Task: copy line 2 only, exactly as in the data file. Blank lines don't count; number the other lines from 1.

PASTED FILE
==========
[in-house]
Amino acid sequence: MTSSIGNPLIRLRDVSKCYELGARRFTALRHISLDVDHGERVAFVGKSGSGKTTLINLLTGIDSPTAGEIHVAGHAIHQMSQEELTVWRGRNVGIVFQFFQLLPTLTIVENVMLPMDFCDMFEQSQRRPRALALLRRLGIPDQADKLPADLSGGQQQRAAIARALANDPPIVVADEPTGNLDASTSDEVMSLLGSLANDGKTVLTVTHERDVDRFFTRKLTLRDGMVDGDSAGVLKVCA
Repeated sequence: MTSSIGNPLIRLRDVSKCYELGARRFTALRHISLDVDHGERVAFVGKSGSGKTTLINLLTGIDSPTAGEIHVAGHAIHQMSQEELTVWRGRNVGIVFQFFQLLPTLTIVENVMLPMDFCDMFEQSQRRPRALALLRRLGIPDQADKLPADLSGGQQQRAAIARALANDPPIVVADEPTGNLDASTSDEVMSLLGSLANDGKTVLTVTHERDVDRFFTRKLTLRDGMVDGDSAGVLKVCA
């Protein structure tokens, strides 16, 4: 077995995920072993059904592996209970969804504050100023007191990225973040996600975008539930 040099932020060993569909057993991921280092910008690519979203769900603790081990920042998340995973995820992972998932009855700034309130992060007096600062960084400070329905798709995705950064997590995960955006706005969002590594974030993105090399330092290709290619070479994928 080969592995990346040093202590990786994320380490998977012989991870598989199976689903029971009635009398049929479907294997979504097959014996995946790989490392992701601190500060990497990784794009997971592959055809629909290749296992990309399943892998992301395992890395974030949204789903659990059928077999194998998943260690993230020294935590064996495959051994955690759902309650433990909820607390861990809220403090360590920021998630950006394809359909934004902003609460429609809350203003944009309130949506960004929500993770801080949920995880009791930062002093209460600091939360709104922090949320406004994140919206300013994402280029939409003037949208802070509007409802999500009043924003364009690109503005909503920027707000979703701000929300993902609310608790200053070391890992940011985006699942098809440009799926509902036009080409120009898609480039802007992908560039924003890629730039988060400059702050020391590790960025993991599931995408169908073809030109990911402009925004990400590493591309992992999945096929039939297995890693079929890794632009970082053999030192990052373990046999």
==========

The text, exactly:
Amino acid sequence: MTSSIGNPLIRLRDVSKCYELGARRFTALRHISLDVDHGERVAFVGKSGSGKTTLINLLTGIDSPTAGEIHVAGHAIHQMSQEELTVWRGRNVGIVFQFFQLLPTLTIVENVMLPMDFCDMFEQSQRRPRALALLRRLGIPDQADKLPADLSGGQQQRAAIARALANDPPIVVADEPTGNLDASTSDEVMSLLGSLANDGKTVLTVTHERDVDRFFTRKLTLRDGMVDGDSAGVLKVCA